How People With Type 2 Diabetes Can Lower Their Risk of Health Problems
A growing number of studies suggest that getting a handle on a few key risk factors can bring type 2 diabetes under control. Lowering blood sugar, for instance, reduces the risk of additional health problems, such as heart disease and stroke related to the disease.
But most of these studies have focused on studying one risk factor — like blood sugar, cholesterol or blood pressure — at a time. In a new study published in the New England Journal of Medicine, researchers analyzed what happens to death rates and other health problems when people control up to five known risk factors for type 2 diabetes.
The study reviewed the health of more than 1.6 million people in Sweden, nearly 300,000 of whom had type 2 diabetes. The database included information on the levels of five risk factors linked to the condition: blood sugar, LDL cholesterol, kidney proteins, smoking and blood pressure. The researchers compared health outcomes, including early death, heart attack and stroke, among people with type 2 diabetes to those without the chronic disease.
The results aren’t a guarantee that following doctor’s orders — bringing blood sugar, blood pressure and cholesterol levels to normal ranges, not smoking and keeping kidneys healthy — will protect people with type 2 diabetes from heart attacks, stroke or early death. But they are an encouraging sign that controlling the disease can improve health.
Rawshani and his colleagues also found from the data that people who lowered three factors — blood sugar, cholesterol and blood pressure — to below currently recommended levels lowered their risk of dying early or having heart events even further.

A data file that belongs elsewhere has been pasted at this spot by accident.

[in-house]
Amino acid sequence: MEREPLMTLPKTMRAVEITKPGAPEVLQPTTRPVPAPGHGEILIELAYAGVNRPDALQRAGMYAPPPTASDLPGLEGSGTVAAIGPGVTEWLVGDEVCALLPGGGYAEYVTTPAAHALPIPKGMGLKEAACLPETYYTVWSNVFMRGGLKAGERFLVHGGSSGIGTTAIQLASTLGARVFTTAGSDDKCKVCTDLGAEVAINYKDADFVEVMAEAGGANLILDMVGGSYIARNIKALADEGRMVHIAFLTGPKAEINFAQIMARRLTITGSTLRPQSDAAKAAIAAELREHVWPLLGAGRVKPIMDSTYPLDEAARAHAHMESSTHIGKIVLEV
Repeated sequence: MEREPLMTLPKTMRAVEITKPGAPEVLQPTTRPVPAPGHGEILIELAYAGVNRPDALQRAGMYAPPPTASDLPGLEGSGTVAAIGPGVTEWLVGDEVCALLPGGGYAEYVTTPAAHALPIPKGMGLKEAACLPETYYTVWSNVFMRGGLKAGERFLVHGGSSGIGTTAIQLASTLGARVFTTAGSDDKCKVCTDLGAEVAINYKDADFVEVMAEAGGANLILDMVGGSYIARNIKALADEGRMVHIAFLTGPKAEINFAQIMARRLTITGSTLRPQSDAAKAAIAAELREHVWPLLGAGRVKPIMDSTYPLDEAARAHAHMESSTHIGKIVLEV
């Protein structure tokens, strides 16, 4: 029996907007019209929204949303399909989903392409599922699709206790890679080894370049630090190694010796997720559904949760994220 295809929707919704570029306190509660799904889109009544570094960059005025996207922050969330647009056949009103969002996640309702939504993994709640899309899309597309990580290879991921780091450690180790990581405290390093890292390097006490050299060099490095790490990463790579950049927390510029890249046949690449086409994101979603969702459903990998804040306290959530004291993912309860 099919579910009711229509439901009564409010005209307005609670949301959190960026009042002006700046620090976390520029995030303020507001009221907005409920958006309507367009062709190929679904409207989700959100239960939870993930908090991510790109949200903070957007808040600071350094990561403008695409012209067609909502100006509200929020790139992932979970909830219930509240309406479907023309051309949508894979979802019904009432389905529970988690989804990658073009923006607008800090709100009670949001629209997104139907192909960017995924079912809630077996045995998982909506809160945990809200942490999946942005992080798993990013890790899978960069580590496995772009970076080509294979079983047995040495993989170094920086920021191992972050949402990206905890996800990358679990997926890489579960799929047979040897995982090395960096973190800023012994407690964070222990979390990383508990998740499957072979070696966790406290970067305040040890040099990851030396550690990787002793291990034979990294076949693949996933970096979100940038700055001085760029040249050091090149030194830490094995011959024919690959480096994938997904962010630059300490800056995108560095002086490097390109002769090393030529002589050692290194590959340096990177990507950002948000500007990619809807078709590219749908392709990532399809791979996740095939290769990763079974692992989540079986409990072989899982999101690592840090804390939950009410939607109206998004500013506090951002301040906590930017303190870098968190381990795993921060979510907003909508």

The risk doesn’t completely disappear when people stick to recommended guidelines; the study also found that people who had all five risk factors within recommended levels had a higher rate of hospitalization for heart failure, although they did not have a higher risk of dying or having a heart attack.
The benefit was especially notable for younger people with type 2 diabetes, says the study’s senior author, Dr. Soffia Gudbjornsdottir, professor of molecular and clinical medicine at the University of Gothenburg. That suggests that younger people with type 2 diabetes and their doctors should pay even more attention to this panel of risk factors, rather than focusing on just a few of them. “There seems to be a tendency to wait and see a little bit with younger people when it comes to blood pressure and high blood lipids,” she says. “But the results show that we may be waiting and seeing a little bit too long.”
The researchers hope the findings prompt more doctors to look at all five risk factors in people with type 2 diabetes; addressing all of them can significantly lower risk of future health problems associate with the disease. “This is fantastic news for patients with type 2 diabetes: that just by bringing these five selected risk factors to within contemporary guideline levels, they can actually reduce their excess risk of early death, and possibly eliminate their excess risk of heart attack,” says Rawshani. “It’s absolutely positive news for patients with type 2 diabetes.”